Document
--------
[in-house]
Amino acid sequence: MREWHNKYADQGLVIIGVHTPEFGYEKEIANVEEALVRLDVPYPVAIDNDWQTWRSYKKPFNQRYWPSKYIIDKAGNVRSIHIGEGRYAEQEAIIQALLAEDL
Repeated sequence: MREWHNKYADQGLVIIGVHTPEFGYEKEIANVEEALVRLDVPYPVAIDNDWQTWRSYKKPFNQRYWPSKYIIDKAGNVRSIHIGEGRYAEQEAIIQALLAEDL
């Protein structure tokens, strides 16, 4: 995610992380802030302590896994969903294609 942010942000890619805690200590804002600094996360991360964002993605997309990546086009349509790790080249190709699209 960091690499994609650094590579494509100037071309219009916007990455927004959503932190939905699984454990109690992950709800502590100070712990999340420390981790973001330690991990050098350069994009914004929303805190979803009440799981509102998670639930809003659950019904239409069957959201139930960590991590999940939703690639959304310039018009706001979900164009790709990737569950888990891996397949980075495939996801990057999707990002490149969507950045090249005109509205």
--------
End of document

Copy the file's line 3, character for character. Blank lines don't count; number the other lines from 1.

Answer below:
Repeated sequence: MREWHNKYADQGLVIIGVHTPEFGYEKEIANVEEALVRLDVPYPVAIDNDWQTWRSYKKPFNQRYWPSKYIIDKAGNVRSIHIGEGRYAEQEAIIQALLAEDL